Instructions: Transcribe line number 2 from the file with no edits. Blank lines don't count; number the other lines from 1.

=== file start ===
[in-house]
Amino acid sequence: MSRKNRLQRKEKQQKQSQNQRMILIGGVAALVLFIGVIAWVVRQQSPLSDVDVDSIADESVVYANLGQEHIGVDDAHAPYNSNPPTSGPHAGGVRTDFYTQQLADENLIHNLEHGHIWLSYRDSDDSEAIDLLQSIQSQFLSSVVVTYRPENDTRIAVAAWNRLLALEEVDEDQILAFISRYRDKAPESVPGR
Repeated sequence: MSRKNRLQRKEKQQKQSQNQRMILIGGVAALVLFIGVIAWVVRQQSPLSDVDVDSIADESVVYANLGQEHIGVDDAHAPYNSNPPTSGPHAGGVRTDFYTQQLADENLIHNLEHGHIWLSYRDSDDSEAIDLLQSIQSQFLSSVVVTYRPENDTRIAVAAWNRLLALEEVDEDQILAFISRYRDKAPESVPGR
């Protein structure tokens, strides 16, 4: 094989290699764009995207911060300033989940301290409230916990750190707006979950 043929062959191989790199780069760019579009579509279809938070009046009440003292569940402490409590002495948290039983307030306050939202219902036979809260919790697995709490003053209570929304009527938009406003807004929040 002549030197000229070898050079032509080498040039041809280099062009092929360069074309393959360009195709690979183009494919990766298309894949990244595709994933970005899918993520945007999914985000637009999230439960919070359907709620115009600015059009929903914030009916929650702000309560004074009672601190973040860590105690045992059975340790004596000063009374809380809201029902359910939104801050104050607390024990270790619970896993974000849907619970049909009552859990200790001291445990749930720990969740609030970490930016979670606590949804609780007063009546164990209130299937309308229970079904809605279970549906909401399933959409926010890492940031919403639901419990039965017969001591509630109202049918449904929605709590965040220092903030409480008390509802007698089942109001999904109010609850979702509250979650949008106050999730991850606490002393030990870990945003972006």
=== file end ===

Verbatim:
Amino acid sequence: MSRKNRLQRKEKQQKQSQNQRMILIGGVAALVLFIGVIAWVVRQQSPLSDVDVDSIADESVVYANLGQEHIGVDDAHAPYNSNPPTSGPHAGGVRTDFYTQQLADENLIHNLEHGHIWLSYRDSDDSEAIDLLQSIQSQFLSSVVVTYRPENDTRIAVAAWNRLLALEEVDEDQILAFISRYRDKAPESVPGR